Coming in distinctly left of field, German brand Fazua produces a completely different style of motor and battery system. Based around a completely modular and removable system, for many this approach represents the potential future for e-bike design. Called the Evation, this revolutionary system weighs just 4.7kg for the whole kit; that’s battery, motor, drive unit and all associated electronics! Compare that to the main systems where just the drive unit weighs over 3 kilos and you have the possibility for building a very light eMTB. Granted the 1.3kg battery only has a 250Wh capacity but with such a paltry weight you could stuff another in a pack without really noticing it. It also puts out a lower level of assistance than many of the larger units but turn the power off and it’s obvious that the Evation still provides a large degree of assistance. The most interesting aspect though is the removability factor. Promising zero friction with everything removed you can now potentially have one bike to do it all.

Panasonic GXO

The newest kid on the block, electronics experts Panasonic have a freshly introduced eMTB motor, the GXO. Currently only available in the US (but soon to be over here) this unit claims to be the one of lightest and potentially the most powerful in terms of out and out torque. With a whopping 90Nm available, this should translate into a punchy ride with bags of low end grunt. Panasonic has been a long time supplier of battery cells for existing motor brands but now has two internal batteries options of its own design. Choose between the lightweight 288Wh version for fast and light rides on home trails or a larger 432Wh battery for longer forays. The large display is centred over the stem for easy visibility and is connected to a multi-function button unit that sits neatly next to the left hand grip.

Giant Syncdrive Pro/Sport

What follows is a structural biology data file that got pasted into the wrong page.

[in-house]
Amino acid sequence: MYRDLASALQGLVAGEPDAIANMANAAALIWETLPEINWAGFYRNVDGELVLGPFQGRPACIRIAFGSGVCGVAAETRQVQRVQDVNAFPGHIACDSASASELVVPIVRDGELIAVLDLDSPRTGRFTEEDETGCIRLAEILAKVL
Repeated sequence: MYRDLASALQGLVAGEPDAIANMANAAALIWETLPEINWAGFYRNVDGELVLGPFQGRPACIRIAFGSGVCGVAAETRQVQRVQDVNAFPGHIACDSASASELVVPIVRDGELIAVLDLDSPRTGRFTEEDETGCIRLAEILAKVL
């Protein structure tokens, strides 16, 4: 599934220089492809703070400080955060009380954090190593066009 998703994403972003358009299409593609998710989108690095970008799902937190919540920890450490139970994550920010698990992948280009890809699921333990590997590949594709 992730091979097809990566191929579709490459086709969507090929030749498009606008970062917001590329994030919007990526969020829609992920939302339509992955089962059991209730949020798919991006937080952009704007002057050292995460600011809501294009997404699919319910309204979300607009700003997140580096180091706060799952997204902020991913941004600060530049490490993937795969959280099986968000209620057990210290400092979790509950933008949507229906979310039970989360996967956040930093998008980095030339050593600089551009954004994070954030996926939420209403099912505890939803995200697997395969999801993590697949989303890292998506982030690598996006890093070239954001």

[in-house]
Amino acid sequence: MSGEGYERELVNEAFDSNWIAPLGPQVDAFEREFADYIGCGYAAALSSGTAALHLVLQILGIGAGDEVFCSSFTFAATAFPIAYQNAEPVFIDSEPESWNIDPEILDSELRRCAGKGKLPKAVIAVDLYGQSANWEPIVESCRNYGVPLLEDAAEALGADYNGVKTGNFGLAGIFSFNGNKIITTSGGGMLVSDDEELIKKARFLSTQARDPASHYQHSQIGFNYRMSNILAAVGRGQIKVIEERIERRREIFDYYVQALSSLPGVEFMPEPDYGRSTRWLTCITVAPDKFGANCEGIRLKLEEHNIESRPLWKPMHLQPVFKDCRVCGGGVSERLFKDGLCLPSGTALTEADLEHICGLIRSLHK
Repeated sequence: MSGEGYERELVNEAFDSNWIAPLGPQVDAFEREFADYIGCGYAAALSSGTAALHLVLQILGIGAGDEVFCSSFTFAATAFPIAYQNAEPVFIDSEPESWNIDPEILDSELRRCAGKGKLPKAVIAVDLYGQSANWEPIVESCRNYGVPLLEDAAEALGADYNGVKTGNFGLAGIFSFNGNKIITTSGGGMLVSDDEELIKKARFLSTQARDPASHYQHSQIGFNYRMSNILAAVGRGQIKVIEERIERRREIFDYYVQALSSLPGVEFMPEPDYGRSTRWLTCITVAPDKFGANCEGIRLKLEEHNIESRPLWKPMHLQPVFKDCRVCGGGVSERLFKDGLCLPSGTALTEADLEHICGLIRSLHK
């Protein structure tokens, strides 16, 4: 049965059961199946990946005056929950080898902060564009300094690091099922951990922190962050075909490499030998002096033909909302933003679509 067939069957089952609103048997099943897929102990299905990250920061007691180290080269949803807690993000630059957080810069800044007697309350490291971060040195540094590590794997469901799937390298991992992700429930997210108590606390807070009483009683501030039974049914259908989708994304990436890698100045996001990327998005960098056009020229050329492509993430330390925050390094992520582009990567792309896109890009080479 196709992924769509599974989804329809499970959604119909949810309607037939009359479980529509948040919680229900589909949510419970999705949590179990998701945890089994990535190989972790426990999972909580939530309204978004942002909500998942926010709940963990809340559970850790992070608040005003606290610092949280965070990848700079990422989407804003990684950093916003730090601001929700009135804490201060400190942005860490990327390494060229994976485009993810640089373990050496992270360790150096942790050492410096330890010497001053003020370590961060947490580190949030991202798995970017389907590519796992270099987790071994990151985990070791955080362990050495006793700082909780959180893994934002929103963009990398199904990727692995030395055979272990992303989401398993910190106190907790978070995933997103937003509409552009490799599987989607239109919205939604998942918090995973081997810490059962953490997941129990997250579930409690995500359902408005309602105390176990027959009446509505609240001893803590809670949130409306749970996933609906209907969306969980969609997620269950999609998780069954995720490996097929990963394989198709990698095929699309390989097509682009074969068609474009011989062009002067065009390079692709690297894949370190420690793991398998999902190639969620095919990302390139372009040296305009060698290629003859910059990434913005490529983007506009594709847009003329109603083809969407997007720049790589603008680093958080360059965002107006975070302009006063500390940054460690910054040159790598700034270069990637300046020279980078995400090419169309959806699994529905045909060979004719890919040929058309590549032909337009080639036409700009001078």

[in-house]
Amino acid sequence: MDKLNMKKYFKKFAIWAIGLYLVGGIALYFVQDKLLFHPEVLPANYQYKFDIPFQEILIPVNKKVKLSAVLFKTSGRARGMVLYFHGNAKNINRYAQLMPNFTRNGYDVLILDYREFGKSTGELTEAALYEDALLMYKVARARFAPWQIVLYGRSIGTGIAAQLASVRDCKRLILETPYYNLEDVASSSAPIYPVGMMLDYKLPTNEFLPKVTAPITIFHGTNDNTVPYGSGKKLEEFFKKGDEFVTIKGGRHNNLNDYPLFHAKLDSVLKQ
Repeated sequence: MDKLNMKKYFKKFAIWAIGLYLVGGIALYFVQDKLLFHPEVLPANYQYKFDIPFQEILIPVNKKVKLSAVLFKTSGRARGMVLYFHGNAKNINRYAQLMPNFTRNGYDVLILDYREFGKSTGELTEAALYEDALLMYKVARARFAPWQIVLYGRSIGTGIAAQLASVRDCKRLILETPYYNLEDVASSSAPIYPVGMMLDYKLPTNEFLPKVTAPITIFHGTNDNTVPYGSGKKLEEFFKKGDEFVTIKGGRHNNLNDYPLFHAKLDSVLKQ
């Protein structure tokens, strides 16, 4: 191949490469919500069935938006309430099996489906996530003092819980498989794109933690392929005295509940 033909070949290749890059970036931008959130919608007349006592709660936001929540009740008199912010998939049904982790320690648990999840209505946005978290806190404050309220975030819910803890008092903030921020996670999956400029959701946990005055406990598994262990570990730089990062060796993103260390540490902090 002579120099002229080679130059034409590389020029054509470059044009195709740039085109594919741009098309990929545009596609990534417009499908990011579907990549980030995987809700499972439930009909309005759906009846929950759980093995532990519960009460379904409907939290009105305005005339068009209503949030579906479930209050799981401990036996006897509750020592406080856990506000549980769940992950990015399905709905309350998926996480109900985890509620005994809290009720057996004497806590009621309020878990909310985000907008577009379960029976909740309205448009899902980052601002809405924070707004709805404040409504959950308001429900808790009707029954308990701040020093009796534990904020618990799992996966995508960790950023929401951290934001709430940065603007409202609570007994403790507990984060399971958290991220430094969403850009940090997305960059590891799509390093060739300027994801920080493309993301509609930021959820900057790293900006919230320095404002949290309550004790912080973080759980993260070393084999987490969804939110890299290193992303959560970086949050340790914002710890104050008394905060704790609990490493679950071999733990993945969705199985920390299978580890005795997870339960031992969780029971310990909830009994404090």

Giant has completely adapted Yamaha’s existing PW-X motor system to provide it with exactly the right performance features it required. It’s a little more stripped out to produce a motor weight of 3.1kg, that’s pretty competitive currently. Its party trick is its ability to produce up to a leg snapping 80Nm of torque and up to 360 percent of additional assistance. In the top three power modes the Syncdrive Pro can support a cadence of up to 120rpm (110rpm in the lowest two) without any loss of power.

Like Shimano’s STEPS it uses a standard crank/chainring combination to maintain traditional q-factors and pedal feel. It also uses a responsive ratchet/bottom bracket interface to provide almost instantaneous drive.

Giant’s RideControl Evo headunit sits above the stem and has a large display that’s easy to read. It gives battery life as a percentage so you can accurately work out how much power is left and you can also divert power to charge your phone via the in-built USB port.

Giant list three specific battery capacities but it’s only the bigger 400 and 500Wh Panasonic produced batteries that are used for eMTBs. Giant’s fast charger ensures that even the bigger capacity systems can be fully charged in around three hours.

Brose Drive S Mag

The original Brose Drive found traction as the motor used in all of Specialized’s Turbo Levo models but was a bit of a brute. The latest Drive S has been put on a diet, both in physical size and mass, whilst managing to shoehorn even more power into the unit. By incorporating a magnesium housing rather than the more traditional aluminium, Brose has dropped over half a kilo in weight and made the unit 15% smaller.

The Drive S Mag also boasts some impressive performance figures too. How does 410% of electronic assist (it will add four times the effort you apply) and a maximum torque of 90Nm sound? It also has a new Flex Power Mode, which allows assistance at much higher pedalling cadences than ever before. Three display options are available including a larger information-rich unit, a smaller vitals-only display and a button-only option.